The following checklists consider who to include when conducting market research, and how to decide who to involve in your learning.
What Do You Want To Learn
- The most important criteria is to be guided by what you want to learn.
- Choose those who can best inform your business, product development and marketing communication decisions.
- Align with the research learning method you are using.
Customers By Innovation Adoption
In ‘‘Crossing the Chasm’ Geoffrey Moore does an excellent job clarifying the differences amongst these customer persona types. It comes down largely to different approaches to risk adversity versus the benefits of innovation.
- Early Adopters
- Early Majority
- Late Majority
Customers By Lifecycle Stage
- New Customers
- Typical Customers
- Experienced Customers
- Lead Customers / Super Users – not indicative of the typical user but potentially an early informant for future considerations. Carefully consider how super users are different from your average customers. They can be wonderfully informative, and pull you dangerously off course.
- Defected Customer – particularly useful to speak to when recently defected as they have both experience of your offer, and are likely to be able to articulate weaknesses.
Customers By Customer Satisfaction
The Net Promoter® Score uses a measure of ‘willingness to promote’ the organization as a means to understand customers. It’s a common metric in customer experience and customer satisfaction programme to proxy for customer loyalty.
The format is a simple question: “How likely is it that you would recommend our company/product/service to a friend or colleague?”. Research by Bain & Co has show a correlationship between NPS and lifetime value of the customers.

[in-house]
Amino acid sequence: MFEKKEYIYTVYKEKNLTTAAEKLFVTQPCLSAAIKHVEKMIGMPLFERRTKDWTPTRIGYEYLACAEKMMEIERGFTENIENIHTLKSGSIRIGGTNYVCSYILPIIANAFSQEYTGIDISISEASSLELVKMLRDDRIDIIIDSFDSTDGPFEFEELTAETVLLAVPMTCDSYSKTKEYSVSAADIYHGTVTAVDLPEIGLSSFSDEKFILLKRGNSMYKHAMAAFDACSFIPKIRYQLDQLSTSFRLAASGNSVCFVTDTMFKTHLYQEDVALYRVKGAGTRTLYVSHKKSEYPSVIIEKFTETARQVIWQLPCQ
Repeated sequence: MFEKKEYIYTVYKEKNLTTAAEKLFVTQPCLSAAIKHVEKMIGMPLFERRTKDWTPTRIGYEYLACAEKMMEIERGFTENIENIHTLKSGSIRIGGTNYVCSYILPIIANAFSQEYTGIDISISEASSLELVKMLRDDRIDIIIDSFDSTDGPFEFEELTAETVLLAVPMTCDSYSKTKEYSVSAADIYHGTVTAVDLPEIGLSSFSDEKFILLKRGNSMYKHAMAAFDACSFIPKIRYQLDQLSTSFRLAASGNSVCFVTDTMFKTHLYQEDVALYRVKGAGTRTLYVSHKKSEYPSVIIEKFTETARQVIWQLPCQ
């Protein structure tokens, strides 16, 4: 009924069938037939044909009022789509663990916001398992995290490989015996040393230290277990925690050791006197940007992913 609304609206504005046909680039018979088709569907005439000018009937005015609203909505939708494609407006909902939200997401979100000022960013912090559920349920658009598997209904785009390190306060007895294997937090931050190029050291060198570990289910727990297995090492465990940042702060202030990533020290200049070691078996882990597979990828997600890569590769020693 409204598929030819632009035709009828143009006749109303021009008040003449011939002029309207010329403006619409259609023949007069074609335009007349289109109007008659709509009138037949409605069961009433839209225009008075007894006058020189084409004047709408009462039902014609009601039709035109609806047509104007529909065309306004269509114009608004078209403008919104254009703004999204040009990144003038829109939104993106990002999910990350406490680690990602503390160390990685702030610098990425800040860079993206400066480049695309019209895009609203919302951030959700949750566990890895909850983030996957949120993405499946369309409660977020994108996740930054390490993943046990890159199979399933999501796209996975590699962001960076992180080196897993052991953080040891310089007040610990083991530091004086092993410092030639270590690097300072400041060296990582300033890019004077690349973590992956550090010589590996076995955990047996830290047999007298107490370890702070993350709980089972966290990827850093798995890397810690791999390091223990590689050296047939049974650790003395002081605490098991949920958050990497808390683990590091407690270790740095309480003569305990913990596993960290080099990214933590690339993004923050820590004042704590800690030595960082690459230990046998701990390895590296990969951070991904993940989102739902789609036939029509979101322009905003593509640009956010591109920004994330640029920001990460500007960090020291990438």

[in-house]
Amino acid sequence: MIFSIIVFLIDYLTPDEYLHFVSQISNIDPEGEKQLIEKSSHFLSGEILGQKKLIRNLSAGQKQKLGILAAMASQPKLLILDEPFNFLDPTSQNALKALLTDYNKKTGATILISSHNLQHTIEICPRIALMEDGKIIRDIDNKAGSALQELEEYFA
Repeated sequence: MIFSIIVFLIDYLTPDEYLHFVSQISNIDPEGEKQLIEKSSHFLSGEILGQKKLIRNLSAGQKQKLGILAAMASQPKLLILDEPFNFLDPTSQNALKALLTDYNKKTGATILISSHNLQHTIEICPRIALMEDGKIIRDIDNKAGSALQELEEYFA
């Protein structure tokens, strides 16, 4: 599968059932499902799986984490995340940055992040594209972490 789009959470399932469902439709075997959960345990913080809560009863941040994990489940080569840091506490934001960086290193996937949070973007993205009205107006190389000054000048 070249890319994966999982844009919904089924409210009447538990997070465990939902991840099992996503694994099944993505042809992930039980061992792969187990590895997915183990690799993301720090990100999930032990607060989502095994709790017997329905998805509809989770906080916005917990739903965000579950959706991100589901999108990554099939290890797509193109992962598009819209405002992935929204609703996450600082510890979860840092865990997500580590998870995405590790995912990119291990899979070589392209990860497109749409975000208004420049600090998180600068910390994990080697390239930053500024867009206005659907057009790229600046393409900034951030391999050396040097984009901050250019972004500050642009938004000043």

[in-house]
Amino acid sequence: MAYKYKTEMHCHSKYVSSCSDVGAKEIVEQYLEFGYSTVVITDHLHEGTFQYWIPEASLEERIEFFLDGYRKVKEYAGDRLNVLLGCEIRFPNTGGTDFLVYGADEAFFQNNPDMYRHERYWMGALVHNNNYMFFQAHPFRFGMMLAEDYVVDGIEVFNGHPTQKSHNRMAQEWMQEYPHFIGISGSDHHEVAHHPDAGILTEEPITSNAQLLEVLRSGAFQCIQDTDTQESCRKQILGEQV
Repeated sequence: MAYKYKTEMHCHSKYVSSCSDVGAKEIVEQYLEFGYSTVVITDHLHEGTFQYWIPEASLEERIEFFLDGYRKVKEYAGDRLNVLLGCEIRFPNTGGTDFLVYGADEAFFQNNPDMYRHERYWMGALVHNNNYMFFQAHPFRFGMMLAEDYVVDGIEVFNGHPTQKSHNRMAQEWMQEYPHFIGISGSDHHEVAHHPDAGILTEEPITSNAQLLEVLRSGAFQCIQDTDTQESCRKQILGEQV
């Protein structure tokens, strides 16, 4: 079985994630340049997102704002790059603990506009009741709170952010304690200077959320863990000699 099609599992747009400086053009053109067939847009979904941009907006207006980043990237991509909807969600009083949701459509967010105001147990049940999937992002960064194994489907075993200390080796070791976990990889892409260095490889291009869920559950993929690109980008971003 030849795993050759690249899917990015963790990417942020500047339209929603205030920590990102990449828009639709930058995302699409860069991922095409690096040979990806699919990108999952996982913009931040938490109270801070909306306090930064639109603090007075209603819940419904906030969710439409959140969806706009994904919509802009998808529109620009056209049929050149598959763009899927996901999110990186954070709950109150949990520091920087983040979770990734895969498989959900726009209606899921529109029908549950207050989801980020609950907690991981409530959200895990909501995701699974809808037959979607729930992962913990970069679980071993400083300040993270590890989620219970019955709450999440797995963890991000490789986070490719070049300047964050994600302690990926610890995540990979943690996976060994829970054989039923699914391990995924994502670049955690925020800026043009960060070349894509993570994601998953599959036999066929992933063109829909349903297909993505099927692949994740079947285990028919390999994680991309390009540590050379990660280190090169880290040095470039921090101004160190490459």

The three main groups of customers are:
Customers By Revenue
- Revenue Per Market Segment; this may be different product lines, different geographies or industries with different needs.
- Largest Lifetime Value – a subsegment of customers who, overtime, delivery most profit to the organization.
- Average Sales Price – divide customers into buckets based on how much they pay per item or project. Those who purchase big ticket items likely have a different ecosystem to deal with, and different needs versus those whose purchase represents a smaller amount.
Does it make sense to to consider your *non* customers?
This group may help you;
- uncover needs you don’t yet serve,
- understand competitive offers better, and
- throw light on positioning or marketing communications weaknesses.
Alternatively this can assist you to better articulate who you do not serve. Strategy, after all, is about what you don’t, or won’t do.
- Competitors’ Customers
Problems To Avoid In Selecting Research Candidates
- Squeeky Wheel; Many organizations manage ‘squeeky wheel’ customers those who shout the loudest and the most often.
- HIPPOs (Highest Paid Person’s Opinion) can pull understanding from “real customer” off target.
The (wealthy) founder / CTO educated of a large organization solicited input from a personal friend. This personal friend of this MIT educated genius was not representative of the target customers.
You may well choose to include both your squeeky wheel and HIPPO candidates, and indeed, learn a lot.
More Resources On Market Research With Customers
- B2B Customer Persona Development Template
- Doing Voice of the Customer Research
- How to Do Face to Face Usability Testing